4.5.1 Background Information / Preparatory Work ...................................................... 213
4.5.2 Notes of first interaction with MD, PIL .............................................................. 215
4.5.3 Notes of visit to PIL plant at Udaipur.................................................................. 218
4.5.4 Learnings from PIL ............................................................................................. 223
4.6 Supreme Industries Limited (SIL)........................................................................... 225
4.6.1 Background Information / Preparatory Work ...................................................... 225
4.6.2 Notes of first interaction with CMD, SIL ............................................................ 230
4.6.3 Notes of interaction with CFO, SIL..................................................................... 236
4.6.4 Learnings from SIL ............................................................................................. 239
4.7 Wockhardt Ltd......................................................................................................... 241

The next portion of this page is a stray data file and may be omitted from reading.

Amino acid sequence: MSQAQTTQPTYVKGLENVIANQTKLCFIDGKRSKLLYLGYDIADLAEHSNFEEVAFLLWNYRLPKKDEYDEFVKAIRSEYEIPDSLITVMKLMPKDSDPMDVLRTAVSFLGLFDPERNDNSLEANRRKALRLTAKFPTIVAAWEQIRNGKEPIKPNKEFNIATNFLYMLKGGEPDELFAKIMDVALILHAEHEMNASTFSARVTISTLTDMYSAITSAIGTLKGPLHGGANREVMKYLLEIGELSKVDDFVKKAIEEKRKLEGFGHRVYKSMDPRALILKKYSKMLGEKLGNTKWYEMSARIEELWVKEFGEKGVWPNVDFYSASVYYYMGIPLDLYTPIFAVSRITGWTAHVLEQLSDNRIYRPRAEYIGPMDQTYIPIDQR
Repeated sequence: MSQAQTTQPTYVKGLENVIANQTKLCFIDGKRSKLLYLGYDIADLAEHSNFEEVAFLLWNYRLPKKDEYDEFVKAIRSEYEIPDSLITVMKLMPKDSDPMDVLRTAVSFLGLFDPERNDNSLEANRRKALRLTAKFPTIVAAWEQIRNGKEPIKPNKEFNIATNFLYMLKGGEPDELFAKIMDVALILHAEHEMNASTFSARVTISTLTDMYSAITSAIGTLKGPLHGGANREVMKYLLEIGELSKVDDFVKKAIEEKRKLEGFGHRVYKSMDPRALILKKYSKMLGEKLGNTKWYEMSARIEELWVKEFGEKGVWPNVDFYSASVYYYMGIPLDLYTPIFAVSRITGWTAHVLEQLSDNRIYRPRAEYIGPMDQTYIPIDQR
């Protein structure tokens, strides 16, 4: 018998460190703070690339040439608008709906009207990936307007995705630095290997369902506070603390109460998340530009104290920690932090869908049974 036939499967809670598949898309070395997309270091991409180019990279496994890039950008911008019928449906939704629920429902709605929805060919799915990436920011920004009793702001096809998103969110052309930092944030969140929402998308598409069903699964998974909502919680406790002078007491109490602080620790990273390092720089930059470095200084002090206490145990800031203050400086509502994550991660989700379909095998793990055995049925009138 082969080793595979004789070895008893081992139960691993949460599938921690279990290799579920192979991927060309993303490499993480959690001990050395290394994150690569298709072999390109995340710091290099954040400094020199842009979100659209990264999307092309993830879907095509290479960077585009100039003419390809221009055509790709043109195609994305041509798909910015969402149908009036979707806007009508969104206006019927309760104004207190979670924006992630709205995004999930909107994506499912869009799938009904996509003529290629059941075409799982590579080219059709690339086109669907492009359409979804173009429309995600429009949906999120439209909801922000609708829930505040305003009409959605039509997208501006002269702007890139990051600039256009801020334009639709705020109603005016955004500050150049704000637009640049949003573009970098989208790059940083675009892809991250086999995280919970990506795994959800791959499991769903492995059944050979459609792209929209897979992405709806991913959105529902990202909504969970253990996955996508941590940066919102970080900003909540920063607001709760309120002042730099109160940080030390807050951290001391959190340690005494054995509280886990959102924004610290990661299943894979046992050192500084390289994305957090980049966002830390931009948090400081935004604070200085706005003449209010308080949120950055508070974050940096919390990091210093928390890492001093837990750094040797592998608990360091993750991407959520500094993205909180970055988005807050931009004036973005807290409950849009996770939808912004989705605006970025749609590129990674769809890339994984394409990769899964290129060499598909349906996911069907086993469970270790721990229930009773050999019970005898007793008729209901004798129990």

4.7.1 Background Information / Preparatory Work ...................................................... 241
4.7.2 Notes of first interaction with Chairman, Wockhardt ......................................... 246
4.7.3 Notes of meeting with Mr Shomil Pant at HQ Wockhardt .................................. 250
4.7.4 Learnings from Wockhardt .................................................................................. 251
4.8 Rashtriya Chemicals and Fertilizers Ltd (RCF) ...................................................... 253
4.8.1 Background Information / Preparatory Work ...................................................... 253
4.8.2 Notes of first interaction with Chairman and Managing Director (CMD), RCF 256
4.8.3 Notes of interactions at RCF plant at Trombay ................................................... 259
4.8.4 Notes of interactions at RCF plant at Thal .......................................................... 267